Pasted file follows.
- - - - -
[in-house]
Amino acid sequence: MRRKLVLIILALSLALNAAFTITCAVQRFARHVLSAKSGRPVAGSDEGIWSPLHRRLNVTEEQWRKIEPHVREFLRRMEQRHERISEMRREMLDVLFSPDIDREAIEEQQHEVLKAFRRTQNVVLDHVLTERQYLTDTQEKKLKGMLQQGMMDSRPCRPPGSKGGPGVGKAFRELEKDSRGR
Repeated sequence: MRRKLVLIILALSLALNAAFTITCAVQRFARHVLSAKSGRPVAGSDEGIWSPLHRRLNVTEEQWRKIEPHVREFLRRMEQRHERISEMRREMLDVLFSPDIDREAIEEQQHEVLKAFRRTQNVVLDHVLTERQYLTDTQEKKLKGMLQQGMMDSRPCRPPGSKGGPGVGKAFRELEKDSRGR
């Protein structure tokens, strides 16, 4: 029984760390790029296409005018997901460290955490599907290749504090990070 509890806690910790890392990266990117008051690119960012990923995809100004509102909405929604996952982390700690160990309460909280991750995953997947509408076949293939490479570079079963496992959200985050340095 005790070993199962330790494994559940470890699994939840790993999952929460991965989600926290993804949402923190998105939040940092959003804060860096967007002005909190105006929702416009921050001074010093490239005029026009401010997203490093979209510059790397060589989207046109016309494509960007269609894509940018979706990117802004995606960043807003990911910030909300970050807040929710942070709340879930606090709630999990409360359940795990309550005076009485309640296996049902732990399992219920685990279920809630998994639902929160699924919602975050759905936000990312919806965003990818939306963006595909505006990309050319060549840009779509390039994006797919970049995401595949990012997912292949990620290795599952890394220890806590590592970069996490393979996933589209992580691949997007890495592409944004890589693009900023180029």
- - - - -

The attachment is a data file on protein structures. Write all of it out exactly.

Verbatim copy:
[in-house]
Amino acid sequence: MRRKLVLIILALSLALNAAFTITCAVQRFARHVLSAKSGRPVAGSDEGIWSPLHRRLNVTEEQWRKIEPHVREFLRRMEQRHERISEMRREMLDVLFSPDIDREAIEEQQHEVLKAFRRTQNVVLDHVLTERQYLTDTQEKKLKGMLQQGMMDSRPCRPPGSKGGPGVGKAFRELEKDSRGR
Repeated sequence: MRRKLVLIILALSLALNAAFTITCAVQRFARHVLSAKSGRPVAGSDEGIWSPLHRRLNVTEEQWRKIEPHVREFLRRMEQRHERISEMRREMLDVLFSPDIDREAIEEQQHEVLKAFRRTQNVVLDHVLTERQYLTDTQEKKLKGMLQQGMMDSRPCRPPGSKGGPGVGKAFRELEKDSRGR
């Protein structure tokens, strides 16, 4: 029984760390790029296409005018997901460290955490599907290749504090990070 509890806690910790890392990266990117008051690119960012990923995809100004509102909405929604996952982390700690160990309460909280991750995953997947509408076949293939490479570079079963496992959200985050340095 005790070993199962330790494994559940470890699994939840790993999952929460991965989600926290993804949402923190998105939040940092959003804060860096967007002005909190105006929702416009921050001074010093490239005029026009401010997203490093979209510059790397060589989207046109016309494509960007269609894509940018979706990117802004995606960043807003990911910030909300970050807040929710942070709340879930606090709630999990409360359940795990309550005076009485309640296996049902732990399992219920685990279920809630998994639902929160699924919602975050759905936000990312919806965003990818939306963006595909505006990309050319060549840009779509390039994006797919970049995401595949990012997912292949990620290795599952890394220890806590590592970069996490393979996933589209992580691949997007890495592409944004890589693009900023180029």